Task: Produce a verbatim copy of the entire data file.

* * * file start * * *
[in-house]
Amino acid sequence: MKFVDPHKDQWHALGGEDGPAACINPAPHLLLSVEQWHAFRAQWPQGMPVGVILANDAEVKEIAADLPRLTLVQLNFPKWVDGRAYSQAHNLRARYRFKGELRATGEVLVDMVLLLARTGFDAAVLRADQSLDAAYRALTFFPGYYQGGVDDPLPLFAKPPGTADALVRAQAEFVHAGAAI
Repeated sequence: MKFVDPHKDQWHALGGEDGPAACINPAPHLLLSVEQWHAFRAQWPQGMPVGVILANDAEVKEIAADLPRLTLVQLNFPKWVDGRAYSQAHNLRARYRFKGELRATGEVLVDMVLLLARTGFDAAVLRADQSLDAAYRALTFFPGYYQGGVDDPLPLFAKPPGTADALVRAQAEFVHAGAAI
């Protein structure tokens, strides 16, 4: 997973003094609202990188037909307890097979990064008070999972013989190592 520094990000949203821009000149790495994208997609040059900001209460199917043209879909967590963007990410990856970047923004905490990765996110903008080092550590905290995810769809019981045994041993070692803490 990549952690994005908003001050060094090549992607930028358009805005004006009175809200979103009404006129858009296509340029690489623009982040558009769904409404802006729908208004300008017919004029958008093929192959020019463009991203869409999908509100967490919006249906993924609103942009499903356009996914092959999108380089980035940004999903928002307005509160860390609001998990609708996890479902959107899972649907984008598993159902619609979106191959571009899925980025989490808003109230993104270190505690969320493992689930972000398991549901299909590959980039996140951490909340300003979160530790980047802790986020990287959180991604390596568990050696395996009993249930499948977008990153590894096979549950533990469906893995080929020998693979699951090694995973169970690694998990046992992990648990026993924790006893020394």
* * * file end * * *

[in-house]
Amino acid sequence: MKFVDPHKDQWHALGGEDGPAACINPAPHLLLSVEQWHAFRAQWPQGMPVGVILANDAEVKEIAADLPRLTLVQLNFPKWVDGRAYSQAHNLRARYRFKGELRATGEVLVDMVLLLARTGFDAAVLRADQSLDAAYRALTFFPGYYQGGVDDPLPLFAKPPGTADALVRAQAEFVHAGAAI
Repeated sequence: MKFVDPHKDQWHALGGEDGPAACINPAPHLLLSVEQWHAFRAQWPQGMPVGVILANDAEVKEIAADLPRLTLVQLNFPKWVDGRAYSQAHNLRARYRFKGELRATGEVLVDMVLLLARTGFDAAVLRADQSLDAAYRALTFFPGYYQGGVDDPLPLFAKPPGTADALVRAQAEFVHAGAAI
């Protein structure tokens, strides 16, 4: 997973003094609202990188037909307890097979990064008070999972013989190592 520094990000949203821009000149790495994208997609040059900001209460199917043209879909967590963007990410990856970047923004905490990765996110903008080092550590905290995810769809019981045994041993070692803490 990549952690994005908003001050060094090549992607930028358009805005004006009175809200979103009404006129858009296509340029690489623009982040558009769904409404802006729908208004300008017919004029958008093929192959020019463009991203869409999908509100967490919006249906993924609103942009499903356009996914092959999108380089980035940004999903928002307005509160860390609001998990609708996890479902959107899972649907984008598993159902619609979106191959571009899925980025989490808003109230993104270190505690969320493992689930972000398991549901299909590959980039996140951490909340300003979160530790980047802790986020990287959180991604390596568990050696395996009993249930499948977008990153590894096979549950533990469906893995080929020998693979699951090694995973169970690694998990046992992990648990026993924790006893020394």